Five basics of home remodeling

Posted September 13

Part of the work for this remodel was to update the exterior of the house. Updating a home is a common home remodeling goal. (Deseret Photo)

There are so many moving parts and issues to consider when remodeling a home that today we want to summarize five of the most important items to consider when tackling a home remodel.

A home’s style

The place to begin a redesign is to determine your existing home’s dominant style. This is not always easy. Some homes have a purity of style that makes it easy to identify. A true bungalow, colonial, Tudor, Cape Cod cottage, or mid-century ranch are quite simple to spot. A classic Victorian in the Avenues stands out.

However, most houses may not be a classic version of one of the above, or possibly have various architectural elements from several different styles. Less classically designed homes fall into a few catch-all categories known as "traditional," "transitional" or perhaps "modern" or "contemporary."

Step back across the street and really look at your house. Look at its shape and size. Consider the pitch of the existing roof, the placement of the windows, and how you enter. Do you like the basic shape, form and function of your home or do you want some changes?

After you have studied the "bones" of your home, consider the exterior materials. Do they need an update, either for looks or for ease of maintenance? Are there some parts you like and some you want to replace?

Basically, you are deciding if you want to work with the existing style and features of the house, or if you want to do a complete "façademy" and change the style altogether. I am sure you can guess which approach will be more expensive. Remember that changing the style completely usually means having to reframe the roof (not just new shingles) and replacing all the windows.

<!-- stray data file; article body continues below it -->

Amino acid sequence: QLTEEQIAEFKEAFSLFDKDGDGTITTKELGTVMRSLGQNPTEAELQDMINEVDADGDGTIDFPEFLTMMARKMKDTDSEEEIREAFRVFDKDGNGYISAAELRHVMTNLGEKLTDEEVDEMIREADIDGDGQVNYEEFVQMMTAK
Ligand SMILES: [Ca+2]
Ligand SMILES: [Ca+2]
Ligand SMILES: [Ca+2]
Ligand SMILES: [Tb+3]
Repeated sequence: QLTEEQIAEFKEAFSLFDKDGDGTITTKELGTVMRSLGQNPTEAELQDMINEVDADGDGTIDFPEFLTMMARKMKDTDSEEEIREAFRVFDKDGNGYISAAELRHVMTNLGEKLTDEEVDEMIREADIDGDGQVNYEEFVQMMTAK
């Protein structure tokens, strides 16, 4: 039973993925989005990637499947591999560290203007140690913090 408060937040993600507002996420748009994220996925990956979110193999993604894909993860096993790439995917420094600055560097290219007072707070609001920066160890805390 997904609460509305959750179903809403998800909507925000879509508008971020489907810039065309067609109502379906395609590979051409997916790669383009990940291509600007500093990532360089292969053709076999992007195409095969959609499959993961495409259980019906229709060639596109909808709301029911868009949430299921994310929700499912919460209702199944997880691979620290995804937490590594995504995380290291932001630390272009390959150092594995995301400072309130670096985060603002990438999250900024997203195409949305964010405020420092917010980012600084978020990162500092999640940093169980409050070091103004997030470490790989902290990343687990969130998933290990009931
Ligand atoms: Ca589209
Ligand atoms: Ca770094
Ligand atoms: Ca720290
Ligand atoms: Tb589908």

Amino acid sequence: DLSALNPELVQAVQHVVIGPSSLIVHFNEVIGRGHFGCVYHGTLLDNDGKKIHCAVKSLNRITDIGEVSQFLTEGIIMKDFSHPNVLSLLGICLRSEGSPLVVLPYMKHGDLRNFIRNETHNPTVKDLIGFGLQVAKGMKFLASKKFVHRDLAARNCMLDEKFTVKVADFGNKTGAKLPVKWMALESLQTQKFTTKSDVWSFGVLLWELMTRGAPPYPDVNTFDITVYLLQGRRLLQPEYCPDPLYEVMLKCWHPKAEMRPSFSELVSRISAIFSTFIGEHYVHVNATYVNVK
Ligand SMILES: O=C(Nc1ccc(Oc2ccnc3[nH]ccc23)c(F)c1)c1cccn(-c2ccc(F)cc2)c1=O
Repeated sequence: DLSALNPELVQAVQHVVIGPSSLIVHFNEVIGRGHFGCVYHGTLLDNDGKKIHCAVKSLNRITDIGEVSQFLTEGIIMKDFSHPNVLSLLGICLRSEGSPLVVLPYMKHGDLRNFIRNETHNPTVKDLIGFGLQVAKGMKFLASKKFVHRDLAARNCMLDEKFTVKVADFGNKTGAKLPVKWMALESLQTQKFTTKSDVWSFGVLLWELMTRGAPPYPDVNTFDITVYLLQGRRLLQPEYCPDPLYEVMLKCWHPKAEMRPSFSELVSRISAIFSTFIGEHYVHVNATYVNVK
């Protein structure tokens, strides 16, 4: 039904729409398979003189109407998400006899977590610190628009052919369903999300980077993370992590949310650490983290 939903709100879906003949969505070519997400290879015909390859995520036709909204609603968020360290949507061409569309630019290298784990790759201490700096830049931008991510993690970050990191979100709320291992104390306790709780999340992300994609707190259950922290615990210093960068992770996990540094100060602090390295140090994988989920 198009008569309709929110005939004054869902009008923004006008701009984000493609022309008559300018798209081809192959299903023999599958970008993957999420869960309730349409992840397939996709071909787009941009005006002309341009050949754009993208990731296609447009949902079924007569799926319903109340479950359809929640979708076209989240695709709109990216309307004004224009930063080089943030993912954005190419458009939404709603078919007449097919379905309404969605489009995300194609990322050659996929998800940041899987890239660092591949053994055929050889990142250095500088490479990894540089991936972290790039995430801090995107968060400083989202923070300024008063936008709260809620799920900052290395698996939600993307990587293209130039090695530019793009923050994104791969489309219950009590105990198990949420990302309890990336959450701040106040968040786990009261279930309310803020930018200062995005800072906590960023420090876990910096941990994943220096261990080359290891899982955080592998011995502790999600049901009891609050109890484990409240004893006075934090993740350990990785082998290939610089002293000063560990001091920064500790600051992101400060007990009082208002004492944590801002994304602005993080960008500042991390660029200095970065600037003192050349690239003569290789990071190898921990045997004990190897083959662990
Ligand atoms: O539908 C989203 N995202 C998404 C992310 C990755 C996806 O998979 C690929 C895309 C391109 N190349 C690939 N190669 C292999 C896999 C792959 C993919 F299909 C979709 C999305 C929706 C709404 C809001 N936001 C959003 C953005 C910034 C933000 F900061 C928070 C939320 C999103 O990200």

What works and what doesn't

You can apply the same design-style analysis to the interior of your home, room by room. But perhaps more important is to analyze your home to determine what works and what doesn’t in terms of the way your house functions and how you and your family have to live in it.

Some clients are very clear about this and even come to us with suggestions of what they need. Others can enumerate problems, but are at a loss for solutions. Some clients just know there are issues with their house and know they need help!

An architect is trained to solve problems, but it is useful if you as the homeowner can help identify what isn’t working about your house and why. Together, the architect and homeowner can come up with solutions.

Create a master plan

The best home remodels and the best experience with the process stem from working from a master plan. Many homeowners don’t have the ability or the funds to move out of their house for a complete remodel. Many times, the homeowners do the project in phases. For example, this year they may remodel the basement and next year they remodel the kitchen.

Having a master plan helps you know the construction sequence of what to remodel in what order, and puts purpose behind each project. When a homeowner has a master plan, you know what to work on next in order to move toward your goal. You aren’t changing your ideas in the middle, costing time and money by having to redo your redo.

Create a budget

A master plan goes hand-in-hand with a budget to make sure the investment you make in your home is wise and justified. It also assures that the money won’t be used up far before the project is completed. Next to the purchase of your home, a significant remodeling project may well be the largest expenditure your family will ever make.